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The prospect of a merger between T-Mobile and Sprint was big news on Wall Street Monday, after the third- and fourth-largest wireless carriers in the United States announced plans for an all-stock deal that would bring Sprint into the fold of T-Mobile, the larger of the two companies.
The deal is far from a sure thing, as analysts expect it to face tough regulatory scrutiny. The implications for consumers also are unclear: While industry experts say it would probably help pave the way for a faster rollout of a nationwide 5G network, speedier service could mean higher monthly bills for users.
“It’s a sure thing that this would be a good deal from the perspective of Sprint and T-Mobile, but from the perspective of the user, it’s less clear,” said independent wireless and telecom analyst Jeff Kagan. “They say it’s going to be lower prices… The problem is, we don’t know for sure.”
Some market watchers say they do have, at the very least, a strong hunch that wireless customers wouldn’t see any benefit from a merger.
“Consumers will be the losers if T-Mobile and Sprint are allowed to merge,” Gigi Sohn, a distinguished fellow at the Georgetown Law Institute for Technology Law & Policy and counselor to former FCC chairman Tom Wheeler, said in a statement. “This combination will not only result in less choice for consumers, it will provide greater incentive for the three remaining companies to act in concert,” she said.
“If this deal is done, the new T-Mobile will still be a distant number three,” Kagan pointed out. “So there is still a reason for lower pricing, but the need to go as low as they are currently may not be there.”
“This combination will not only result in less choice for consumers, it will provide greater incentive for the three remaining companies to act in concert."
Not everyone has a pessimistic outlook when it comes to pricing, though. If the two carriers do merge, “We believe the entity will continue to be a disrupter in terms of pricing,” Wells Fargo Securities senior analyst Jennifer Fritzsche wrote in a research note Monday.
“I think this deal is good for consumers,” said Jonathan Chaplin, managing partner at New Street Research. “T-Mobile has reshaped the mobile industry,” he said, often forcing AT&T and Verizon to follow its lead in areas like pricing, unlimited data and doing away with contract-based service plans.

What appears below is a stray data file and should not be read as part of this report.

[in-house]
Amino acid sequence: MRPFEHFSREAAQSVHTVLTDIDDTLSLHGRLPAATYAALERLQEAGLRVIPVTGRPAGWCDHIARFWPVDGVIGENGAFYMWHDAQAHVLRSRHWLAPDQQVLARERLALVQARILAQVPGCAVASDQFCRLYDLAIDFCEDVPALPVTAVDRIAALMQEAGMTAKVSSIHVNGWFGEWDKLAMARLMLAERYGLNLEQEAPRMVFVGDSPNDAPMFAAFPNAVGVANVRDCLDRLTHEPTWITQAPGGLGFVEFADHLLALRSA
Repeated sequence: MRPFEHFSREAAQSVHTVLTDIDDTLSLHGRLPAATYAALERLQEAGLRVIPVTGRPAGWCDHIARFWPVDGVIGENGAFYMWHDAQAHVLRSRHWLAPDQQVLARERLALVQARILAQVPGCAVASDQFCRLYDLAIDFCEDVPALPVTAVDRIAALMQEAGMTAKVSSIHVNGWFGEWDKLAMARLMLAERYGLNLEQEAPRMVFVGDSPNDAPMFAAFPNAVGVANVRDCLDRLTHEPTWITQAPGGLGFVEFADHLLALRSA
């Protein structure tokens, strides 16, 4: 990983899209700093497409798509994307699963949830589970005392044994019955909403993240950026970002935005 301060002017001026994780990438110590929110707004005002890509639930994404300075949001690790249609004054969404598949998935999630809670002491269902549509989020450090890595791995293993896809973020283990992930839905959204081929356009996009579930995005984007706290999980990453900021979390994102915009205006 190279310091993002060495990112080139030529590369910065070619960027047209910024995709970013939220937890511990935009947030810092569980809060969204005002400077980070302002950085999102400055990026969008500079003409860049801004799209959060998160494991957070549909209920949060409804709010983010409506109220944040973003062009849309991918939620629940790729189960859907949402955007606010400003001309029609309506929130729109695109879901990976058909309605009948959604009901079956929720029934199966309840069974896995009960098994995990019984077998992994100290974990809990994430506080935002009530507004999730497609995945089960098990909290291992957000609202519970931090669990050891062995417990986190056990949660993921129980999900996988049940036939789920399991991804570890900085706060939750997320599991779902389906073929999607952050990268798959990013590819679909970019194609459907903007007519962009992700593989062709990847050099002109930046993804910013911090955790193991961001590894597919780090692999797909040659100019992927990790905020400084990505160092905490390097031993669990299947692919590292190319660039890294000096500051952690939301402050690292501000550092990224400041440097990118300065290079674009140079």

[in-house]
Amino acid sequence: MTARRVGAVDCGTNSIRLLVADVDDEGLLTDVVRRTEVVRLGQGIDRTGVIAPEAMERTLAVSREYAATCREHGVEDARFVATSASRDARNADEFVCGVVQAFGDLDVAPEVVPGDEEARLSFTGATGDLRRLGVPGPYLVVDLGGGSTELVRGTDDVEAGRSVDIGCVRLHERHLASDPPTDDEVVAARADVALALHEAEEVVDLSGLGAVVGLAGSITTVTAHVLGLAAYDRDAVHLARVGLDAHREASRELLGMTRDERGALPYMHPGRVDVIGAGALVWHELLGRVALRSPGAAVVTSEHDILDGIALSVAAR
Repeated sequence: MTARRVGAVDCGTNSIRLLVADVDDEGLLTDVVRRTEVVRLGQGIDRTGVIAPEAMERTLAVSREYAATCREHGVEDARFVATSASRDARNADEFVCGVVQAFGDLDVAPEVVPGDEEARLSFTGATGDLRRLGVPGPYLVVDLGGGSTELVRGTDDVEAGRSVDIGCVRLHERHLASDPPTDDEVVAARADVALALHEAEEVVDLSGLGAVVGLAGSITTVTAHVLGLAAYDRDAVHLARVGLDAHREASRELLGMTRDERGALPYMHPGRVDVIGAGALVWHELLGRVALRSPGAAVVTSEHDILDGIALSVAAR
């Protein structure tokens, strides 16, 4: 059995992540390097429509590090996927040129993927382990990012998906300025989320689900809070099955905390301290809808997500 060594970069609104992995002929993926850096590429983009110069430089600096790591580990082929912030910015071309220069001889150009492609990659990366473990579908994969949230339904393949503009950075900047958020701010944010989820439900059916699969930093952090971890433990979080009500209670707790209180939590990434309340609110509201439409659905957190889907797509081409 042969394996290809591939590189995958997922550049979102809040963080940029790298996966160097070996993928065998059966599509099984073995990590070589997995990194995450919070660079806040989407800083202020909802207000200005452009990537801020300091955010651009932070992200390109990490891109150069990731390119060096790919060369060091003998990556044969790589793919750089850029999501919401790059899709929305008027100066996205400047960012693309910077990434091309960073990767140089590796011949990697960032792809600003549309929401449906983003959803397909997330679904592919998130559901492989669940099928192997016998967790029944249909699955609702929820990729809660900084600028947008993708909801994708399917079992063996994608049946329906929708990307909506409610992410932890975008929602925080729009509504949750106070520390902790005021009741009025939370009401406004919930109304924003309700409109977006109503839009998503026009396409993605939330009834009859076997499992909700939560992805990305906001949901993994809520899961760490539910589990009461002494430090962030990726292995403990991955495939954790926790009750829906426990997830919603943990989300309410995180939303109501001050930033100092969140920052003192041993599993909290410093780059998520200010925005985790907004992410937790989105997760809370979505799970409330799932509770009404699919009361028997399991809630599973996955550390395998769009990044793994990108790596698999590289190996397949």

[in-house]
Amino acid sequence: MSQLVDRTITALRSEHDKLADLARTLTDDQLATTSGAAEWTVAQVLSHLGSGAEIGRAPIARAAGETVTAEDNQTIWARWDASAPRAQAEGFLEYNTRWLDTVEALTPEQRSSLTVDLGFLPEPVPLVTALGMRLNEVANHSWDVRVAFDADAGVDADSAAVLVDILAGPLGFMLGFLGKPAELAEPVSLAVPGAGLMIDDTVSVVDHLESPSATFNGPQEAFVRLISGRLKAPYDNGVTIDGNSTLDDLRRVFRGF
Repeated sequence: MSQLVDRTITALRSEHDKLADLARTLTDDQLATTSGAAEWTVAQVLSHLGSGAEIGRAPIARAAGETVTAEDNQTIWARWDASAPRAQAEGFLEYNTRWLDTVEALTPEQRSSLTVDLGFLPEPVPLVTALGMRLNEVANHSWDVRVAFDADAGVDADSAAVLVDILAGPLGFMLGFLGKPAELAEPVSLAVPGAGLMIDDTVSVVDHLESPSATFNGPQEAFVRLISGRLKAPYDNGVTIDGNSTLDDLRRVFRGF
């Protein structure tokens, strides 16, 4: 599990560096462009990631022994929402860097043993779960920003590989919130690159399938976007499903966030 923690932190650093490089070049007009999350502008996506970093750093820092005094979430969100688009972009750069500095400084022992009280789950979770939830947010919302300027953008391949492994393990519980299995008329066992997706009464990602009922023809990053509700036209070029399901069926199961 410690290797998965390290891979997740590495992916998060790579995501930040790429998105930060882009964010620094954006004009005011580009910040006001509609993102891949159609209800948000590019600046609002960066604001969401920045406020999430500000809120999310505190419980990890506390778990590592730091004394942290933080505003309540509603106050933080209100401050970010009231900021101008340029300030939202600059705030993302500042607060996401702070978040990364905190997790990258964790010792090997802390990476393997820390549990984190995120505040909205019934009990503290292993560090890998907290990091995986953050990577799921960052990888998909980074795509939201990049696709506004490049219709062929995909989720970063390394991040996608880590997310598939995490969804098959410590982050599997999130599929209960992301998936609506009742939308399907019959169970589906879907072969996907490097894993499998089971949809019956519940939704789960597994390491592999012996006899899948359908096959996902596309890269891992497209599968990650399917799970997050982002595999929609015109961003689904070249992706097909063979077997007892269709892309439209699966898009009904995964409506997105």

“T-Mobile led this aggressive, consumer-focused charge… they’ve been forced to follow suit,” Chaplin said of its larger rivals.
Carrie MacGillivray, group vice president of IoT and mobility at IDC, suggested that T-Mobile’s track record of shaking up the market with different pricing structures could still benefit customers going forward.
“I think the merger, if it were to go through, would probably lend itself well for the consumer because of all the work John Legere and team have done with the Uncarrier movement,” she said, but she added, “I do think there will be price innovation. I won’t say it’s necessarily going to be decreased costs.”
But will the merger be approved?
This could give regulators pause. The merger would have to be approved by both the Department of Justice and the Federal Communications Commission — a high bar, many say.
“Competition in the wireless industry has already been waning with fewer promotions even before the risk of four national operators being reduced to three,” said Walter Piecyk, a telecom analyst at BTIG, who expressed doubt that regulators would approve the merger. “The DOJ will have to decide whether three wireless operators is enough for competition in the United States,” he said.
To counter worries about a less competitive market, analysts said they expect T-Mobile and Sprint to make the case that their competition doesn’t just include Verizon and AT&T, but also cable providers and big tech companies, which have been making inroads into the wireless space. Another argument industry observers expect T-Mobile and Sprint to use is that a merger will help the domestic wireless market catch up to other developed nations in its deployment of next-generation 5G wireless service.
“They will play to nationalistic fears by arguing that the U.S. will fall behind China if this deal is rejected,” MoffettNathanson partner and senior analyst Craig Moffett wrote in a research note.
According to this line of thinking, a merged entity would have more resources to work with and better economies of scale, analysts say.
“From a spectrum and network perspective, I do think the combined entity has a better chance of rolling out a nationwide network,” MacGillivray said.
“Whether the deal is approved or rejected is likely to come down to whether the companies can convince the DOJ that consumer welfare is best measured not through the traditional lens of lower prices but instead through the lens of access to the latest and greatest technology,” Moffett wrote.